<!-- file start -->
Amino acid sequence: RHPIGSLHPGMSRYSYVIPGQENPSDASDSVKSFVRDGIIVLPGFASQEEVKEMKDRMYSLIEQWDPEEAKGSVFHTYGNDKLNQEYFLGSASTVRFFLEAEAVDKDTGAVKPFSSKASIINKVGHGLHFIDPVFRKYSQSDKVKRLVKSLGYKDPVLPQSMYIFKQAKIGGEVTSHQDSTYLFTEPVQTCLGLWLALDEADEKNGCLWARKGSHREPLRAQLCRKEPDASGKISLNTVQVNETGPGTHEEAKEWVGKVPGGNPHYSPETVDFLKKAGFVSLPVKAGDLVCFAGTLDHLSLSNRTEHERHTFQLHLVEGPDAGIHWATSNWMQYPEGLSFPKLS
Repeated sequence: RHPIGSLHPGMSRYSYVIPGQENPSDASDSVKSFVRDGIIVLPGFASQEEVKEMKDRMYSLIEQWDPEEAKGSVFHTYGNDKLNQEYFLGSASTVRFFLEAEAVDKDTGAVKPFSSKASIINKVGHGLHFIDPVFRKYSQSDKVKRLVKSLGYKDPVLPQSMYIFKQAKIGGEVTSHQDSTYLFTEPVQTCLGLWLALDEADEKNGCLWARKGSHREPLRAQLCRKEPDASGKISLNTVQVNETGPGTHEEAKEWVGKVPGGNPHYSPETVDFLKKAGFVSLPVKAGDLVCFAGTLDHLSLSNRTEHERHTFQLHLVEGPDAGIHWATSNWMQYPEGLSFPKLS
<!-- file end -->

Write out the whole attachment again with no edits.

Amino acid sequence: RHPIGSLHPGMSRYSYVIPGQENPSDASDSVKSFVRDGIIVLPGFASQEEVKEMKDRMYSLIEQWDPEEAKGSVFHTYGNDKLNQEYFLGSASTVRFFLEAEAVDKDTGAVKPFSSKASIINKVGHGLHFIDPVFRKYSQSDKVKRLVKSLGYKDPVLPQSMYIFKQAKIGGEVTSHQDSTYLFTEPVQTCLGLWLALDEADEKNGCLWARKGSHREPLRAQLCRKEPDASGKISLNTVQVNETGPGTHEEAKEWVGKVPGGNPHYSPETVDFLKKAGFVSLPVKAGDLVCFAGTLDHLSLSNRTEHERHTFQLHLVEGPDAGIHWATSNWMQYPEGLSFPKLS
Repeated sequence: RHPIGSLHPGMSRYSYVIPGQENPSDASDSVKSFVRDGIIVLPGFASQEEVKEMKDRMYSLIEQWDPEEAKGSVFHTYGNDKLNQEYFLGSASTVRFFLEAEAVDKDTGAVKPFSSKASIINKVGHGLHFIDPVFRKYSQSDKVKRLVKSLGYKDPVLPQSMYIFKQAKIGGEVTSHQDSTYLFTEPVQTCLGLWLALDEADEKNGCLWARKGSHREPLRAQLCRKEPDASGKISLNTVQVNETGPGTHEEAKEWVGKVPGGNPHYSPETVDFLKKAGFVSLPVKAGDLVCFAGTLDHLSLSNRTEHERHTFQLHLVEGPDAGIHWATSNWMQYPEGLSFPKLS